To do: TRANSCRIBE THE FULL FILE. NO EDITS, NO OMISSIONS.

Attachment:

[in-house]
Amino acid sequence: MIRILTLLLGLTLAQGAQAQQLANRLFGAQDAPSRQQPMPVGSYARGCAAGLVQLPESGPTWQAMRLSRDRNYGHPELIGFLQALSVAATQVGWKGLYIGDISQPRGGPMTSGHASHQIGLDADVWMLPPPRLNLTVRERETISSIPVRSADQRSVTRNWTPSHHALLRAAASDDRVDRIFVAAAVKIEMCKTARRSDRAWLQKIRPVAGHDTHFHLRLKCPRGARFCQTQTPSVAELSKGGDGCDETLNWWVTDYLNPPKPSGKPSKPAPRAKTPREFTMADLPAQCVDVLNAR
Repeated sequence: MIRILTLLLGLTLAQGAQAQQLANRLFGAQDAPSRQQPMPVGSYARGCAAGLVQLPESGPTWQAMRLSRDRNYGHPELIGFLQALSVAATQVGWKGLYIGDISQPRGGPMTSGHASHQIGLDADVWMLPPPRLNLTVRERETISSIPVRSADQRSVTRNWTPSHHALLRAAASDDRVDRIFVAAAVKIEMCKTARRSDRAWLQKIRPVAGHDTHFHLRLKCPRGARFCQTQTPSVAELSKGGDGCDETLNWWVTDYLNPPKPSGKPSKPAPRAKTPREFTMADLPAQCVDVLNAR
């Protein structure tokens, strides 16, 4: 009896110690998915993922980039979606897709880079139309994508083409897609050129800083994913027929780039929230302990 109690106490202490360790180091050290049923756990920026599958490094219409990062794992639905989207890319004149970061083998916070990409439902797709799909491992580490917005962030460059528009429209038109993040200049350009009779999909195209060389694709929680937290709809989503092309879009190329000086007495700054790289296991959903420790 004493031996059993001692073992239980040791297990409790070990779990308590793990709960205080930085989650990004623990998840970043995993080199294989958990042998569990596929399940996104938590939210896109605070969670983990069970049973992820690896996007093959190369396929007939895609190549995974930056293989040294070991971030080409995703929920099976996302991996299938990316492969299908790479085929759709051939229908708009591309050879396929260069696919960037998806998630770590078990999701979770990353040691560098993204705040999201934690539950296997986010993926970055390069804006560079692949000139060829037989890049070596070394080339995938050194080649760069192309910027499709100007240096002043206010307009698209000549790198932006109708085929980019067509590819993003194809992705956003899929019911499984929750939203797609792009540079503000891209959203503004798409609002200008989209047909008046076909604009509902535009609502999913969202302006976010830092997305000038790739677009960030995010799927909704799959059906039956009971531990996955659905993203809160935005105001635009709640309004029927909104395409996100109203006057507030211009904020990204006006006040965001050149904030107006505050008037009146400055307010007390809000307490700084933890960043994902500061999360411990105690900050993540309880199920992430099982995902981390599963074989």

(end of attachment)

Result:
[in-house]
Amino acid sequence: MIRILTLLLGLTLAQGAQAQQLANRLFGAQDAPSRQQPMPVGSYARGCAAGLVQLPESGPTWQAMRLSRDRNYGHPELIGFLQALSVAATQVGWKGLYIGDISQPRGGPMTSGHASHQIGLDADVWMLPPPRLNLTVRERETISSIPVRSADQRSVTRNWTPSHHALLRAAASDDRVDRIFVAAAVKIEMCKTARRSDRAWLQKIRPVAGHDTHFHLRLKCPRGARFCQTQTPSVAELSKGGDGCDETLNWWVTDYLNPPKPSGKPSKPAPRAKTPREFTMADLPAQCVDVLNAR
Repeated sequence: MIRILTLLLGLTLAQGAQAQQLANRLFGAQDAPSRQQPMPVGSYARGCAAGLVQLPESGPTWQAMRLSRDRNYGHPELIGFLQALSVAATQVGWKGLYIGDISQPRGGPMTSGHASHQIGLDADVWMLPPPRLNLTVRERETISSIPVRSADQRSVTRNWTPSHHALLRAAASDDRVDRIFVAAAVKIEMCKTARRSDRAWLQKIRPVAGHDTHFHLRLKCPRGARFCQTQTPSVAELSKGGDGCDETLNWWVTDYLNPPKPSGKPSKPAPRAKTPREFTMADLPAQCVDVLNAR
């Protein structure tokens, strides 16, 4: 009896110690998915993922980039979606897709880079139309994508083409897609050129800083994913027929780039929230302990 109690106490202490360790180091050290049923756990920026599958490094219409990062794992639905989207890319004149970061083998916070990409439902797709799909491992580490917005962030460059528009429209038109993040200049350009009779999909195209060389694709929680937290709809989503092309879009190329000086007495700054790289296991959903420790 004493031996059993001692073992239980040791297990409790070990779990308590793990709960205080930085989650990004623990998840970043995993080199294989958990042998569990596929399940996104938590939210896109605070969670983990069970049973992820690896996007093959190369396929007939895609190549995974930056293989040294070991971030080409995703929920099976996302991996299938990316492969299908790479085929759709051939229908708009591309050879396929260069696919960037998806998630770590078990999701979770990353040691560098993204705040999201934690539950296997986010993926970055390069804006560079692949000139060829037989890049070596070394080339995938050194080649760069192309910027499709100007240096002043206010307009698209000549790198932006109708085929980019067509590819993003194809992705956003899929019911499984929750939203797609792009540079503000891209959203503004798409609002200008989209047909008046076909604009509902535009609502999913969202302006976010830092997305000038790739677009960030995010799927909704799959059906039956009971531990996955659905993203809160935005105001635009709640309004029927909104395409996100109203006057507030211009904020990204006006006040965001050149904030107006505050008037009146400055307010007390809000307490700084933890960043994902500061999360411990105690900050993540309880199920992430099982995902981390599963074989």